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The EDUFAX Educational FAQ

I have a LEARNING DISABILITY.....

Question #13:
  • My 11 year old son has been recently diagnosed as LD in reading/writing. I realize it is too early to discuss post-high school education, but can you give us any insight into the type of accommodations we can expect from colleges ? (courtesy Pamela Elliott-Tamcke, League City, TX)
Answer #13:
  • It is indeed too early to consider post-secondary accommodations. There are many colleges and even professional schools (eg: medicine, law) which offer both remedial support and accommodations, but first you must teach your child to self-advocate. By the time he enters college, the field of Learning Disabilities will be completely different from what we understand today. Daily, we are learning new things about the brain and its abilities for reorganization. If I were you, I would concentrate on helping your child develop self-esteem and a clear and positive awareness of his capabilities.
    Work closely with the testing psychologist to find out about technological assistance (voice recognition computer programs for writing, the Kurzweil Reading Machine, AlphaSmart, etc.) and track down every lead you find on the web. Sometimes parents who are a few steps ahead of you in approaching similar difficulties can be the best resources. Join a support group so that you can learn from other parents and share your own experiences.If your son is in public school, be extremely careful about his Individual Education Plan (IEP). Bring outside experts to define his strengths and weaknesses and to suggest what kinds of in-school accommodation will help him achieve.
    Remember that a learning disability has nothing to do with intelligence. A person with a learning disability has the same IQ potential as a person without one, ranging from the very bottom of the spectrum to the very top. For a student with a learning disability, the key for maximizing potential is to dwell on strengths rather than weaknesses. Make certain that you are informed of the most up-to-date research and be familiar with the acknowledged experts in the areas which particularly affect your child.
    If you are considering a private school, contact an educational consultant who can help you make the appropriate match. Children with LD often benefit from summer classes and individualized attention. Remember, your child had the confidence to stand up and learn to walk because he knew that you were there to support his efforts and assuage his failures. The process for helping a child with a learning difference is much the same. You'll need cheerleading pompoms as well as bandaids.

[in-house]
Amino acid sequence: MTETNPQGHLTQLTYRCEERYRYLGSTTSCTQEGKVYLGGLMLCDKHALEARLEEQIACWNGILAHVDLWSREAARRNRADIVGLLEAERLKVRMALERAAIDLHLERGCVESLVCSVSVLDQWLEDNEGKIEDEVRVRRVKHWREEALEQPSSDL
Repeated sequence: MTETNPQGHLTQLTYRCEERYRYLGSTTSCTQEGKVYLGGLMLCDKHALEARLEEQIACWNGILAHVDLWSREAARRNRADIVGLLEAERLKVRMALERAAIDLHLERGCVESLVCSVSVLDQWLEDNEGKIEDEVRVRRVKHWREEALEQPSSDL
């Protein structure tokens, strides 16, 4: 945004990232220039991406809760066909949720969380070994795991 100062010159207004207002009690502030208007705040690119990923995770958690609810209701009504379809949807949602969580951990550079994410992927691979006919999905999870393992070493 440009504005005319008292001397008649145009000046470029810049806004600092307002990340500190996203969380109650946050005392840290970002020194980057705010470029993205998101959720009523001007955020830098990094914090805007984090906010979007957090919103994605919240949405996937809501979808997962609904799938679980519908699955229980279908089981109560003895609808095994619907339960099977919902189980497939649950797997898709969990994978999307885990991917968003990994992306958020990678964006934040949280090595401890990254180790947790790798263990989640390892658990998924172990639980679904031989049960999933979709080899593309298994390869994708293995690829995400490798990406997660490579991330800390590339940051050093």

A parting idea -- you might enjoy learning about the theory of multiple intelligence, originally proposed by Howard Gardner of Harvard University, Boston, USA. What the brain subtracts in one area is usually compensated for by unique gifts in another.
    Good Luck with your child and thank you for bringing this important question to EDUFAX.

    Marcia Rubinstien, Director of EDUFAX, has taken an active role in services for students with Learning Difficulties:
    • Member of the Connecticut State Advisory Council on Special Education
    • National Co-Chair of the IECA Learning Disabilities Committee
    • Editor of The Support Report, a quarterly international newsletter published by SHARE Support, Inc.: a non-profit corporation dedicated to children and adults with unique learning styles and neurobiological disabilities
    • Educational Consultant and Advocate for students with LD and their families
    Marcia's detailed resume is available on the EDUFAX site.

    EDUFAX provides services for the Learning Disabled Student.

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